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Shakespeare may have had nobler intentions for his famous line in Hamlet, but without proper watering techniques, you will find your lawn and landscape wondering if it is to be, or not be, especially during the summer heat.

Proper watering isn’t really a mystery, but it does require more effort than just throwing out the hose or setting and forgetting your irrigation system.

“How long should I let my sprinklers run?”

In a world where all things are equal, we would be able to give a blanket answer.  But since lawns are different, soil types vary, and different kinds of plants have different water needs, there really isn’t a one-size fits all answer.  There are however a few guidelines that can help.

  • Don’t rely on a set schedule. It doesn’t rain every Tuesday, Thursday, and Sunday at 4:30 in the morning (though it would be awesome if it did).  Instead, rain is sporadic, which is how your sprinkler should be.  The best method is to pay attention to your plants and turf, looking for signs of drought stress and only watering when those appear.  In turf, the grass blades will curl and have a blue-gray appearance.  The leaves on trees and shrubs will curl and start to lose some color.  When these signs begin to appear, it is time to water.
  • Water deeply and infrequently. When things turn hot, we tend to water more often, but usually, the amount of water applied is just enough to wet the top layer of soil.  The problem with light, frequent irrigation is that it trains the roots of the plant to stay closer to the surface of the ground.  The top layer of soil is the first layer to dry out as the moisture moves through the soil profile causing the plant to dry out faster even though you may be watering more often.  Watering deeply and on an irregular schedule will encourage root growth to go deeper and in turn help your plants survive in hot, dry conditions better.
  • Don’t assume all areas are getting the same amount of water. It is essential to evaluate your sprinkler system periodically.  Small rain gauges spaced out over the lawn are a great tool to see how much water is being delivered with each irrigation cycle.  As you move the gauges around you may find that you are delivering too much or not enough water and can adjust accordingly.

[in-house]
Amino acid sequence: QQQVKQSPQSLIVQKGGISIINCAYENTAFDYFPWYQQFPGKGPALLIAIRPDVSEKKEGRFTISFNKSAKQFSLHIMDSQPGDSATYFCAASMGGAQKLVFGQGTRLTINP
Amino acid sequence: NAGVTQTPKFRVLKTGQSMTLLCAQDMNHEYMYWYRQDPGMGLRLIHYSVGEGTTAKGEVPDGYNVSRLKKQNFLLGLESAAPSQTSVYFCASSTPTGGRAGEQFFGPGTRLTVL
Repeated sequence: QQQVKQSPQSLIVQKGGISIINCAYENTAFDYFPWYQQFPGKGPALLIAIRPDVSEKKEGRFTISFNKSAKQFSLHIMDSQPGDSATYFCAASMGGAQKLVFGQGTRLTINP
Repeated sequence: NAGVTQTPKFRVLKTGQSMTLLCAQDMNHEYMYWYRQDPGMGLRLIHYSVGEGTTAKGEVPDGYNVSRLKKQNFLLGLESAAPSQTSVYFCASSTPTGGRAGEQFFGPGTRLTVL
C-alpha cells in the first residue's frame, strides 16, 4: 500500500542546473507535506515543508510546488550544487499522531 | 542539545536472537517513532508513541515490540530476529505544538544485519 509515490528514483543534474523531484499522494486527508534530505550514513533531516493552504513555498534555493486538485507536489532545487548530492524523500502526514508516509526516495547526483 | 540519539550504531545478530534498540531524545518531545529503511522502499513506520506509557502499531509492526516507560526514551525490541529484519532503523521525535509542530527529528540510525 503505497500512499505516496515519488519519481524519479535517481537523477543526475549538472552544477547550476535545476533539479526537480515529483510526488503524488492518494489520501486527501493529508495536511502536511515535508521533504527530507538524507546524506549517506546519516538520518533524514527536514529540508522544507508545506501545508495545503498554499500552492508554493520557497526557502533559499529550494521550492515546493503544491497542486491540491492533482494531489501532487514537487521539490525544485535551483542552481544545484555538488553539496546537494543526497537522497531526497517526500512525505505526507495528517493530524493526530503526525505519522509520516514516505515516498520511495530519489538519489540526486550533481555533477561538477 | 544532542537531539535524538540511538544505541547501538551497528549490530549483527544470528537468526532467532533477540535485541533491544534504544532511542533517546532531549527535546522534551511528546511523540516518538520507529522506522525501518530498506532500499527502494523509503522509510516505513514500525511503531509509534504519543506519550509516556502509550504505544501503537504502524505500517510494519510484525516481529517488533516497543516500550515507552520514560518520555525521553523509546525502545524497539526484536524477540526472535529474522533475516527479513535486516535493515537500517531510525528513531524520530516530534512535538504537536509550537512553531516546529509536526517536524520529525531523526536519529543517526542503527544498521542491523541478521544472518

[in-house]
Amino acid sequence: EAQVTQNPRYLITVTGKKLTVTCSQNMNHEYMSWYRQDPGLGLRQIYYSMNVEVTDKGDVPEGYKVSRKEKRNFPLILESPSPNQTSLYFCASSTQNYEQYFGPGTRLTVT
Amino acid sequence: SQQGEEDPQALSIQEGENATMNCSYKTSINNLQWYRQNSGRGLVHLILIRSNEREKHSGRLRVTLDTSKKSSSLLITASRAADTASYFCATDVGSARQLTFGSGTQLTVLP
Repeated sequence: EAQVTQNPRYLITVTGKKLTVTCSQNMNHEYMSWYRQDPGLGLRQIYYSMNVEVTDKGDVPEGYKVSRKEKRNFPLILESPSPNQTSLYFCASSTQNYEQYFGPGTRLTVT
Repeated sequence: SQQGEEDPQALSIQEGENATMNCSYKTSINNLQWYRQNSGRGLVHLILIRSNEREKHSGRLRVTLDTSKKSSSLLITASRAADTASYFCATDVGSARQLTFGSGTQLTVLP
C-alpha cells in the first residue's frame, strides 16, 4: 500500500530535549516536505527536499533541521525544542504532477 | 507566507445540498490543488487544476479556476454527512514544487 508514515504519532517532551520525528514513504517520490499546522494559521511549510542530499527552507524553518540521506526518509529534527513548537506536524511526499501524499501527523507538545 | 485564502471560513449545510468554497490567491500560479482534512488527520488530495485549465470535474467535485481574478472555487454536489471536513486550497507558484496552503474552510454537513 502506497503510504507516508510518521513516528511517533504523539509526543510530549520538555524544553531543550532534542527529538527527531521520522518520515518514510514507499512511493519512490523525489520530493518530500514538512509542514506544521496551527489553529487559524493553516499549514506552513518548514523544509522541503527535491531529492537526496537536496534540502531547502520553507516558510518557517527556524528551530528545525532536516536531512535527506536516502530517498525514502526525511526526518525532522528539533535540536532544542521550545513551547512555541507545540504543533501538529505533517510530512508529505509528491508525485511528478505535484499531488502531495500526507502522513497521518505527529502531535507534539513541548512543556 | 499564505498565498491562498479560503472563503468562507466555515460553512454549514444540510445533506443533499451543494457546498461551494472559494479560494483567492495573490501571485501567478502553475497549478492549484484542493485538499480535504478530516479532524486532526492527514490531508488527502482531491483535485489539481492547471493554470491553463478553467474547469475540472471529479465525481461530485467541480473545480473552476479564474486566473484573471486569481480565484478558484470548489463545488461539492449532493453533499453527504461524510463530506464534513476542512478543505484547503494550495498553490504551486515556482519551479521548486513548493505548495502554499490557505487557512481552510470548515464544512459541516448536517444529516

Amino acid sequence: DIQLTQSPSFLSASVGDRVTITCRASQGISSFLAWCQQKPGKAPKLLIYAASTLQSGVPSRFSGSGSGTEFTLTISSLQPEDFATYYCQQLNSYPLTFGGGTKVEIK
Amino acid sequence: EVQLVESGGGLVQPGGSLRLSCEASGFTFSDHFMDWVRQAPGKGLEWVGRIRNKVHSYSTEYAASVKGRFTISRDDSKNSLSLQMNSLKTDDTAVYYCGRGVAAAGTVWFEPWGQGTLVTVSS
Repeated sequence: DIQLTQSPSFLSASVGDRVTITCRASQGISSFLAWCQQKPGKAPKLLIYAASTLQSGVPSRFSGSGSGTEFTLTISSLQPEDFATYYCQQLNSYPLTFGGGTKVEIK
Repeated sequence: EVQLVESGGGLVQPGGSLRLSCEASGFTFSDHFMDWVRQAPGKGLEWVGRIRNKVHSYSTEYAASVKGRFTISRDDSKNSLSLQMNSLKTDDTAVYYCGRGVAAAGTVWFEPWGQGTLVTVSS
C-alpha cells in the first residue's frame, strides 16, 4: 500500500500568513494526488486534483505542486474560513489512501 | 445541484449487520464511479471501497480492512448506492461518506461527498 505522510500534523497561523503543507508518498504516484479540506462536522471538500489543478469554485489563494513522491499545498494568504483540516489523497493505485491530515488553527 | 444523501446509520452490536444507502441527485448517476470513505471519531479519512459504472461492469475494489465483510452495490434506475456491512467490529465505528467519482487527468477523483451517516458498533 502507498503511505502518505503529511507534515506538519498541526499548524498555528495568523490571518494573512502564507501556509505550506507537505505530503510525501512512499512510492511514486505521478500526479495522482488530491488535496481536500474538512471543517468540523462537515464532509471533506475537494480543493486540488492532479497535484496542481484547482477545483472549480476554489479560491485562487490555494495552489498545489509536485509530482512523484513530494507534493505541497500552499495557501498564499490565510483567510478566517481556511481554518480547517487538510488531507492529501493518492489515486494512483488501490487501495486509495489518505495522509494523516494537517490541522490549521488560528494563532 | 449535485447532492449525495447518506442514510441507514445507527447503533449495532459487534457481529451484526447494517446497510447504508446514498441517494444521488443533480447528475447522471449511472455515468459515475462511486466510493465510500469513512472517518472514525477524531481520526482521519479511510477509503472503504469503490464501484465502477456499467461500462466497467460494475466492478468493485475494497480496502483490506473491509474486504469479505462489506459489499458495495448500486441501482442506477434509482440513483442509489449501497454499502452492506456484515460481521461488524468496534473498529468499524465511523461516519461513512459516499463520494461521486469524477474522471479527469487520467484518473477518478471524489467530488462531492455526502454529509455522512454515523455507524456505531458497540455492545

• Group plants together that have similar moisture needs. Summer annuals will usually require more water than an established lawn or more mature shrubs.  Having annuals on a sprinkler zone of their own will allow you to water at a different rate without unnecessary watering occurring in areas that need less.  Also don’t be afraid of using the garden hose or a watering can for areas that might need a little extra attention between the rain or irrigation cycles.
  • Use mulch to maintain soil moisture. Bare dirt will dry out much faster than soil that is covered.  Mulch helps to provide that cover in beds.  The same benefit can be accomplished in turf by mowing taller in the summer.  The canopy of the taller grass will help to shade the soil and reduce the amount of moisture evaporating back into the atmosphere.
  • Schedule watering for the early morning. This is undoubtedly easier if you do have an irrigation system.  Even if you don’t, you can connect your manual sprinklers to a small timer that can be found at most home improvement stores. Watering early in the morning is beneficial because usually the temperatures are lower and there is less wind.  This keeps the water from blowing off target or evaporating before being absorbed, ensuring you get the best use of the moisture you provided.  If you do have to water later in the day, don’t do it during the hottest part of the afternoon, but you will want to water early enough in the evening to allow the grass to dry out before nightfall.  Wet grass overnight is the perfect breeding ground for fungus and will ultimately end up causing more damage than not watering at all.

Proper watering along with consistent mowing will help your lawn survive and even thrive in the heat of summer.  By following the techniques above, not only will your lawn perform well, but chances are you’ll actually reduce your water bill.  I don’t know about you, but I love it when I can save on my water bill, and my wife does too!

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